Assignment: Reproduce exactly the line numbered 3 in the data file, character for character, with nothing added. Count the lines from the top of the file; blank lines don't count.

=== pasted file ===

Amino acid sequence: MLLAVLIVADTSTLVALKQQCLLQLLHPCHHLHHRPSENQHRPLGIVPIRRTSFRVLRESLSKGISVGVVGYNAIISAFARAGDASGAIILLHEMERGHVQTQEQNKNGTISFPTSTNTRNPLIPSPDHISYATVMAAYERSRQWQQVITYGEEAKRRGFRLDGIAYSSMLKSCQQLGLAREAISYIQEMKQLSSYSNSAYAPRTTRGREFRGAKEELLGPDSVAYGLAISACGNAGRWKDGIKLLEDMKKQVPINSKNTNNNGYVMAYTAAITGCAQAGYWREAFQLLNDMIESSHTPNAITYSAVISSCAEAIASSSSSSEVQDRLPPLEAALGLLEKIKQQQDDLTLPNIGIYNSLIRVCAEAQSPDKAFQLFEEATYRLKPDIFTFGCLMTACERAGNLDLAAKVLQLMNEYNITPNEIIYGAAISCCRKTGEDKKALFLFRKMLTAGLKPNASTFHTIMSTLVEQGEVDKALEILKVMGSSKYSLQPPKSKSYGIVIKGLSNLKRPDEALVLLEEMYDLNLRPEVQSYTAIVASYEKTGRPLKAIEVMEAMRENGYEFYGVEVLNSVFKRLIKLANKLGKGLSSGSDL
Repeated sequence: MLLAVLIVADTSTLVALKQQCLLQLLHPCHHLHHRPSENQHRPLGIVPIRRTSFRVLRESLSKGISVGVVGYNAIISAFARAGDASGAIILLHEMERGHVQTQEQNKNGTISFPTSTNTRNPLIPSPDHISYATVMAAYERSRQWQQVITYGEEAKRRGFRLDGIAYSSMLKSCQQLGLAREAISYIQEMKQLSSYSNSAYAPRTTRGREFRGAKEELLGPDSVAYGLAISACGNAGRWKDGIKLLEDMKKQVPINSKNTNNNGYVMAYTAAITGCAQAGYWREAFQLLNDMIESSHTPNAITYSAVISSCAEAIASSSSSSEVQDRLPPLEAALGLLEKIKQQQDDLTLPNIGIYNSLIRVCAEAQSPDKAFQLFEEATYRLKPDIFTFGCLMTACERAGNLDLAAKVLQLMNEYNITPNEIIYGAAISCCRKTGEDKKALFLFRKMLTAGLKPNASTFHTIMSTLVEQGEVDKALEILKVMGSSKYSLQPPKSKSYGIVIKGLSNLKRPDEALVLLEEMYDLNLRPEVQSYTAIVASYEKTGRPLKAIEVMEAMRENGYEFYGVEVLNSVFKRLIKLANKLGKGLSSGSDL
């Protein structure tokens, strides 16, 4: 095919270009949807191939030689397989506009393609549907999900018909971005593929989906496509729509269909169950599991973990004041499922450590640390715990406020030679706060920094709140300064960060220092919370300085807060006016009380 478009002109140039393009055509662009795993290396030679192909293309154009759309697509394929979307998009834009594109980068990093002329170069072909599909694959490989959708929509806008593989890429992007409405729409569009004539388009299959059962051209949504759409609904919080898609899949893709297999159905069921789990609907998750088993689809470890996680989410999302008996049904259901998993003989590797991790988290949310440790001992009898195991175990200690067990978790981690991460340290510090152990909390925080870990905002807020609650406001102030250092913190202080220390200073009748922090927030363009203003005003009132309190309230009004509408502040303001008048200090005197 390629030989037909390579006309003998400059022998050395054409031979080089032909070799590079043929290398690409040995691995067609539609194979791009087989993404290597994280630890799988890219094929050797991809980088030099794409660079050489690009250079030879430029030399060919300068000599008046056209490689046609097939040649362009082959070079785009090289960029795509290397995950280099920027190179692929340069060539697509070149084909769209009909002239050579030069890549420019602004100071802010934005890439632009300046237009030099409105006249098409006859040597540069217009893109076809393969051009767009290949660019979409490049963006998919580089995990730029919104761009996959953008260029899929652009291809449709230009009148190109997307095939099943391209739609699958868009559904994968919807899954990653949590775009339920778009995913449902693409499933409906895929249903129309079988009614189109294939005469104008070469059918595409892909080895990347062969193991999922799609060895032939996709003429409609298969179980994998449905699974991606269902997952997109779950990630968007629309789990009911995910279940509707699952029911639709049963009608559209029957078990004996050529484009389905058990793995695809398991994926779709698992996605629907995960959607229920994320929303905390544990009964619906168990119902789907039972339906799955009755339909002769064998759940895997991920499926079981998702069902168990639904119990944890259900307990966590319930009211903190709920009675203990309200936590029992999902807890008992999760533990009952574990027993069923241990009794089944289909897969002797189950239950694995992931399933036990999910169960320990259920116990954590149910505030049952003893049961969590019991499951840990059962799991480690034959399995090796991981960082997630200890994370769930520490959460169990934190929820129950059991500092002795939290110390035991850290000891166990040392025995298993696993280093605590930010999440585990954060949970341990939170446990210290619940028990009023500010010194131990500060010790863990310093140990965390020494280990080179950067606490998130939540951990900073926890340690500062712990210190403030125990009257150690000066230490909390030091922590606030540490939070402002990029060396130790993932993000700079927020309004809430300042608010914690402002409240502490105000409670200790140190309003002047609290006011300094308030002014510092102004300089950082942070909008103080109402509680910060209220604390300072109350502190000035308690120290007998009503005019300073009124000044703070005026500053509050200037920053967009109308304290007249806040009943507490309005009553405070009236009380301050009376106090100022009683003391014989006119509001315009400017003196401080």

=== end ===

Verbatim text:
């Protein structure tokens, strides 16, 4: 095919270009949807191939030689397989506009393609549907999900018909971005593929989906496509729509269909169950599991973990004041499922450590640390715990406020030679706060920094709140300064960060220092919370300085807060006016009380 478009002109140039393009055509662009795993290396030679192909293309154009759309697509394929979307998009834009594109980068990093002329170069072909599909694959490989959708929509806008593989890429992007409405729409569009004539388009299959059962051209949504759409609904919080898609899949893709297999159905069921789990609907998750088993689809470890996680989410999302008996049904259901998993003989590797991790988290949310440790001992009898195991175990200690067990978790981690991460340290510090152990909390925080870990905002807020609650406001102030250092913190202080220390200073009748922090927030363009203003005003009132309190309230009004509408502040303001008048200090005197 390629030989037909390579006309003998400059022998050395054409031979080089032909070799590079043929290398690409040995691995067609539609194979791009087989993404290597994280630890799988890219094929050797991809980088030099794409660079050489690009250079030879430029030399060919300068000599008046056209490689046609097939040649362009082959070079785009090289960029795509290397995950280099920027190179692929340069060539697509070149084909769209009909002239050579030069890549420019602004100071802010934005890439632009300046237009030099409105006249098409006859040597540069217009893109076809393969051009767009290949660019979409490049963006998919580089995990730029919104761009996959953008260029899929652009291809449709230009009148190109997307095939099943391209739609699958868009559904994968919807899954990653949590775009339920778009995913449902693409499933409906895929249903129309079988009614189109294939005469104008070469059918595409892909080895990347062969193991999922799609060895032939996709003429409609298969179980994998449905699974991606269902997952997109779950990630968007629309789990009911995910279940509707699952029911639709049963009608559209029957078990004996050529484009389905058990793995695809398991994926779709698992996605629907995960959607229920994320929303905390544990009964619906168990119902789907039972339906799955009755339909002769064998759940895997991920499926079981998702069902168990639904119990944890259900307990966590319930009211903190709920009675203990309200936590029992999902807890008992999760533990009952574990027993069923241990009794089944289909897969002797189950239950694995992931399933036990999910169960320990259920116990954590149910505030049952003893049961969590019991499951840990059962799991480690034959399995090796991981960082997630200890994370769930520490959460169990934190929820129950059991500092002795939290110390035991850290000891166990040392025995298993696993280093605590930010999440585990954060949970341990939170446990210290619940028990009023500010010194131990500060010790863990310093140990965390020494280990080179950067606490998130939540951990900073926890340690500062712990210190403030125990009257150690000066230490909390030091922590606030540490939070402002990029060396130790993932993000700079927020309004809430300042608010914690402002409240502490105000409670200790140190309003002047609290006011300094308030002014510092102004300089950082942070909008103080109402509680910060209220604390300072109350502190000035308690120290007998009503005019300073009124000044703070005026500053509050200037920053967009109308304290007249806040009943507490309005009553405070009236009380301050009376106090100022009683003391014989006119509001315009400017003196401080």